You need to set passwords for the 'root', 'admin' and 'backup' users.
If you are familiar with Linux you may wish to login to IPCop to carry out maintenance tasks. The only user id configured is the 'root' user. Be careful, the 'root' user has the “keys to the kingdom” of your firewall. If someone gets this password they can cause all sorts of mischief. By default 'root' is only allowed to log in via the local console, though.
Type in a password, avoiding single or double quotes, or spaces, and repeat it for confirmation. The minimum length for a password is 6 characters. Press the Ok button to accept.
Next, you enter a password for the 'admin' user. When you login to IPCop's web interface you will be prompted for a username and password. The 'admin' user can administer IPCop through the web interface. Unlike the 'root' user password, web browsers do not handle special characters in passwords very well. Limit your 'admin' password to upper and lower case alphanumeric characters.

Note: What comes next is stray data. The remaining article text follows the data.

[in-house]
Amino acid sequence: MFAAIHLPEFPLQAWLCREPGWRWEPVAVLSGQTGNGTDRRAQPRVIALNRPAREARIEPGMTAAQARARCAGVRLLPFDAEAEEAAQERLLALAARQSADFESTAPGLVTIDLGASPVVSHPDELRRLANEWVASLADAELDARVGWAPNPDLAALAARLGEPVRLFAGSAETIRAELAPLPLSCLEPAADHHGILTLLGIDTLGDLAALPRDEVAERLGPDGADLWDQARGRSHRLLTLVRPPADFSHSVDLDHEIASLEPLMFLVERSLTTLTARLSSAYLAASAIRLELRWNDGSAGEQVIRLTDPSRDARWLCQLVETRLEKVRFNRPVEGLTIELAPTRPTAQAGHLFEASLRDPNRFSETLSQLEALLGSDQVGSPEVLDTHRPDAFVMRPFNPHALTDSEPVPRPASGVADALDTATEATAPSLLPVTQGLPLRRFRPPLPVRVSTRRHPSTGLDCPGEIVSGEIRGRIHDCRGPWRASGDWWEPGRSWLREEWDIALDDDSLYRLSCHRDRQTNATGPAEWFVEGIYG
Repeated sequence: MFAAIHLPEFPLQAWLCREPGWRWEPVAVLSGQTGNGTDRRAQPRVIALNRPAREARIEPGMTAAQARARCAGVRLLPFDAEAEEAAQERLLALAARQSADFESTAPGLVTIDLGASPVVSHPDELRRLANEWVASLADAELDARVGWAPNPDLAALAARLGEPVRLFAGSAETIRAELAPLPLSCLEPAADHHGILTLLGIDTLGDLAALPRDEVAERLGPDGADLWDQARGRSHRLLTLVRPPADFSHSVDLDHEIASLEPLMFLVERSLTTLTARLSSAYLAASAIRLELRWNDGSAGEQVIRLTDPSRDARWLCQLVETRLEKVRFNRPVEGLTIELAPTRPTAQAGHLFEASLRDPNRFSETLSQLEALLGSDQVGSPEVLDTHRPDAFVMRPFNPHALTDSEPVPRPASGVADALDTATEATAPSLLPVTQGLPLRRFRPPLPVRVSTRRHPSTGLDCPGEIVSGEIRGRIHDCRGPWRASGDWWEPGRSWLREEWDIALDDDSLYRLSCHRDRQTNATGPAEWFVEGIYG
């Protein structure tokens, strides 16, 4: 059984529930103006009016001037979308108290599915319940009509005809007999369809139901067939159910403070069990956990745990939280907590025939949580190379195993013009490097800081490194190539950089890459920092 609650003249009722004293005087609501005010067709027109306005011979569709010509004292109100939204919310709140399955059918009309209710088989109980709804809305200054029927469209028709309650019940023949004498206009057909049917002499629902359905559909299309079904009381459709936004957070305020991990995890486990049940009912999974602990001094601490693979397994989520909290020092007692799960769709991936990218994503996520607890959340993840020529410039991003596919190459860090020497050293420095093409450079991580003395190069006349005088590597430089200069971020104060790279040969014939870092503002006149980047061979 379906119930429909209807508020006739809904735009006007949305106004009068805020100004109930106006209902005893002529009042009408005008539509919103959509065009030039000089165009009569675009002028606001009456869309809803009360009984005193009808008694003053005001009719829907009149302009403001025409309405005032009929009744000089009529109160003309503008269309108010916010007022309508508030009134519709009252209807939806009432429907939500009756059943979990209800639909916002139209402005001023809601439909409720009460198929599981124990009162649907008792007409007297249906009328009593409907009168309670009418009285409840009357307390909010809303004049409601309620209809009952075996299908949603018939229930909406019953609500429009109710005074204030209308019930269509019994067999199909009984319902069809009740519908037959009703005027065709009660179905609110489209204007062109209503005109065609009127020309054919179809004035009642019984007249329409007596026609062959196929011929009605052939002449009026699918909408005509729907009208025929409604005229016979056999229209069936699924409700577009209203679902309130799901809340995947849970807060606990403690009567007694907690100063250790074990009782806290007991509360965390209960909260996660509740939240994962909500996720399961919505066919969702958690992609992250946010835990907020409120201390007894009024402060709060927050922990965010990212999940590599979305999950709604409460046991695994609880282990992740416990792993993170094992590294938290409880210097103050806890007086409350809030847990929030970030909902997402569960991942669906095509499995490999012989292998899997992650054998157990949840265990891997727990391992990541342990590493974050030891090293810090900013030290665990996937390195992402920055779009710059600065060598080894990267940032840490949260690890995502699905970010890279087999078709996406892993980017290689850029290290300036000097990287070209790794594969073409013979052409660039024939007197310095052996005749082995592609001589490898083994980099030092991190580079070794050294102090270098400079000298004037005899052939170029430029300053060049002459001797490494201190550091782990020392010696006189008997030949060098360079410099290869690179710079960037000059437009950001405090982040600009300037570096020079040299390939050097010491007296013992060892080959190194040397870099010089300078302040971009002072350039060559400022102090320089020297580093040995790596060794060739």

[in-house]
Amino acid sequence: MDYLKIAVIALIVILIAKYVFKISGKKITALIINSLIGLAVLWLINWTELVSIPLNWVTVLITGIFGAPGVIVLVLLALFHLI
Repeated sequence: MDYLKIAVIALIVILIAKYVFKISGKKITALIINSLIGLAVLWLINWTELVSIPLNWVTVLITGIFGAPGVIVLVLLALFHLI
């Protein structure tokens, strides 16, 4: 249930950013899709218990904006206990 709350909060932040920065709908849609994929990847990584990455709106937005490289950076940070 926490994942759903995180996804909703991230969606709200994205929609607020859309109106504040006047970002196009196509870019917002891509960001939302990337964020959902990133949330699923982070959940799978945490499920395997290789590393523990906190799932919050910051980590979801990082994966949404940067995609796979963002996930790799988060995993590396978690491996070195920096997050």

Finally, you will be prompted for a 'backup' password, which is used when restoring system backup files from usb sticks, or other filesystems, as described in the Backup Web Page section of the Administration Manual.
There is a fourth user, 'dial', whose password is set through the web interface. A 'dial' user can access the Home page to Connect and Disconnect the Red Interface from the Internet, but cannot access any of the administrative functions on IPCop.
The password for the 'admin' user can also be changed later through the web interface, as described in the Passwords section of the Administration Manual.
You've completed your IPCop installation. Press Ok to reboot. After the reboot is completed, you will undoubtedly need to perform some administrative tasks to complete your setup.
For a complete description of how to administer IPCop, please check the Administration Manual.